Here we take a look at the Europeans who could make a challenge at Shinnecock Hills this weekend. By Cameron Hazzard
US Open 2018 European Contenders
With the US Open coming up later this week, we look at the European players in contention.
Justin Rose and Rory McIlroy will hope to win back the trophy that gave them their first major, whilst Francesco Molinari comes to Shinnecock Hills in fine form.
The Ryder Cup is just round the corner too, so Thomas Bjorn will be hoping for some strong performances from the Europeans.
US Open 2018 European Contenders:
England’s Justin Rose, who is currently ranked third in the world, is deservedly one of the favourites heading to Shinnecock Hills.
He won his first and only major at the US Open back in 2013, and his current form would suggest that a second is not too far away.
Currently sitting third in the FedEx Cup rankings for the 2018 season, Rose will be hoping to continue his good form going into this weekend and contend for the title.
Rory McIlroy will always be a contender in a Major Championship, regardless of his form at the time.
This season has been an up and down one for the four time major winner, with three top-10’s, but also three missed cuts – he has also missed the last two cuts at the US Open.
His current form may not be the best but with Rory, anything can happen.
Spaniard Jon Rahm is a sensational young talent, and his long hitting will help him at an extended Shinnecock Hills.
Ranked 5th in the world after less than two years as a pro with five wins to his name already, Rahm is definitely going to be an interesting watch at this tough course.
He will be hoping to at least add another top-10 at a major following on from his 4th place finish at Augusta in April.
With a win and four top-10’s this season, Tommy Fleetwood is another player whose ballstriking will suit Shinnecock Hills.
Fleetwood, who led last year’s competition at the half way stage but ultimately finished outright fourth, will be looking to contend once again.
Currently ranked 12th in the world, there is no reason why the Englishman can’t compete for this years US Open title.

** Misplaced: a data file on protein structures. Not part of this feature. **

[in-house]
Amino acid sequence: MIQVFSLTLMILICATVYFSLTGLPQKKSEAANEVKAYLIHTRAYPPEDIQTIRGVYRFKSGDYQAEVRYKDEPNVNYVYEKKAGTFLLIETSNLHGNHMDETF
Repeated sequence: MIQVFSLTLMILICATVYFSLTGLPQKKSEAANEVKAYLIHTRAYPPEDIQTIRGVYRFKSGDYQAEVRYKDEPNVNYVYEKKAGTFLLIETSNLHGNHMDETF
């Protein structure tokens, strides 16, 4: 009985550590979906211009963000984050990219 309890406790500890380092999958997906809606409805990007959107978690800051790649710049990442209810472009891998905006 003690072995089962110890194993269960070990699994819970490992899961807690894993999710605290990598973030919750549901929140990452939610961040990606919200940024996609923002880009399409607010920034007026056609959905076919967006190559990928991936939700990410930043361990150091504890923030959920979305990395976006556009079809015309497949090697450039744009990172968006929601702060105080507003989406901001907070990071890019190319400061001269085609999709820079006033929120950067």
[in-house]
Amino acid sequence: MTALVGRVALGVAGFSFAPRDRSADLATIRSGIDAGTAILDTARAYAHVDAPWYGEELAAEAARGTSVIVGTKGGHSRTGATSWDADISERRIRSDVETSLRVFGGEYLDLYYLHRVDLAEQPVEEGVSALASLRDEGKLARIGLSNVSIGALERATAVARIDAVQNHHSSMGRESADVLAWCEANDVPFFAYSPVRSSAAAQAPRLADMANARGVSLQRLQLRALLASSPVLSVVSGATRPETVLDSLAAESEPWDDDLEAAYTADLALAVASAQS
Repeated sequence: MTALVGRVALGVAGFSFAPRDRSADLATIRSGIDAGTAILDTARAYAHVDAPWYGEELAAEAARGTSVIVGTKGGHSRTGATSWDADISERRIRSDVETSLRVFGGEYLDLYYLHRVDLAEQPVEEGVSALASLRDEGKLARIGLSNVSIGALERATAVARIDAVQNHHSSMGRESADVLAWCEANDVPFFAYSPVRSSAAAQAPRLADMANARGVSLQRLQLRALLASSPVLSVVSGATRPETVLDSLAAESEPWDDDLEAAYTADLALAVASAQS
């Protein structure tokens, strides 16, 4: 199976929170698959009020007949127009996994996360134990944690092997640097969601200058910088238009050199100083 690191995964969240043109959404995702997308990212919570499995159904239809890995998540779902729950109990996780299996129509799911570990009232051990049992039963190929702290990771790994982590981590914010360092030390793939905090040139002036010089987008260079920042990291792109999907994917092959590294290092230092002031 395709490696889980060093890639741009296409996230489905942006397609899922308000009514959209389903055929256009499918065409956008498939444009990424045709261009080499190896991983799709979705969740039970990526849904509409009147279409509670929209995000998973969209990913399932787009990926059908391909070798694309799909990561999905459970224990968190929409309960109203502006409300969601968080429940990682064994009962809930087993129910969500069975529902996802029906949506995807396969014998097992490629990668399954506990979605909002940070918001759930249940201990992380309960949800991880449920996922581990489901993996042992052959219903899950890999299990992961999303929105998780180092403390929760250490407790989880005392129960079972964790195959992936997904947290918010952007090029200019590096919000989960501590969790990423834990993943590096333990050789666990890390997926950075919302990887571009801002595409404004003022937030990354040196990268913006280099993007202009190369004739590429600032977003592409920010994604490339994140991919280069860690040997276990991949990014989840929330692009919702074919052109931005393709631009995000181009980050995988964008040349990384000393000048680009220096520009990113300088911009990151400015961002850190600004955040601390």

The Ice Man has gone under the radar a bit this season, despite having four top-10 finishes earlier on this season.
However he hasn’t been in the best of form recently, with no top-10s since the Masters in early April.
Stenson didn’t perform particularly well at last year’s US Open, missing the cut by one shot, so he will be hoping to make amends by putting a good performance in at Shinnecock Hills this week.
Sergio hasn’t quite been the same since breaking his duck of not winning a major championship at the 2017 Masters.
Current form would suggest that he is unlikely to be a big contender this week at the US Open, with more missed cuts than top-10 finishes.
However, at a course that doesn’t take form into consideration, don’t be surprised if the Spaniard is challenging come Sunday.
With a first and second place finish at the BMW PGA Championship and Italian Open respectively, Francesco Molinari is one of the form players going into the US Open this week.
His best finish at the US Open is a T23 finish in 2014, so he will be hoping that his excellent form will leave him in good stead to improve on that this year.
The Italian isn’t the longest of hitters so might find it difficult at a long, tough Shinnecock Hills.
The highly rated Swede has been in reasonably consistent form this season, with three top-10s in 11 starts, including a 3rd place finish at the BMW PGA Championship last month.
Noren has never been able to perform at the US Open, only making one cut of the five he has played in, and that was back in 2011.
He will be hoping that his above average driving accuracy will be able to help him play to the best of his ability this week, on a course with narrow fairways.
Ranked just outside the world’s top 10, Paul Casey will be searching for his first major victory this week at Shinnecock Hills, having already secured nine top-10 finishes at major championships.
The US Open hasn’t been Casey’s best friend over the 14 times he’s played in the competition, only recording one top-10 finish and missing five cuts.
However, the Englishman has been in good form coming to Shinnecock Hills, with four top-10s and a win already to his name this season.
Tyrrell Hatton hasn’t quite reached the heights that he did last year, despite already recording two third place’s already this season.
Hatton has only ever played in one US Open before, missing the cut last year, which will give him extra motivation this week.
His best finish at a major is a tied for fifth finish at last years Open, so the Englishman will be hoping that he can get another good result at a major.
Rafa Cabrera Bello
Rafa Cabrera Bello has never performed as well as he’d want at a major, with only one top-10 in a major before, which was a T4 at last year’s Open.
He does come to the US Open in good form though, despite not winning in nearly a year.
One issue that the Spaniard might have at Shinnecock Hills is that his driving isn’t the longest, which could leave him in danger on some holes.
Ian Poulter has had a topsy turvy season to say the least.
Winning the Houston Open to secure his place in the Masters has been the highlight so far, but before that he missed consecutive cuts.
The majors is where Poulter comes into his own, and although he has never won one, he is usually near the top of the leaderboard.
However, he is another player who has never recorded a top-10 at the US Open, so he will be hoping for a good performance on a course that he missed the cut at back in 2004.
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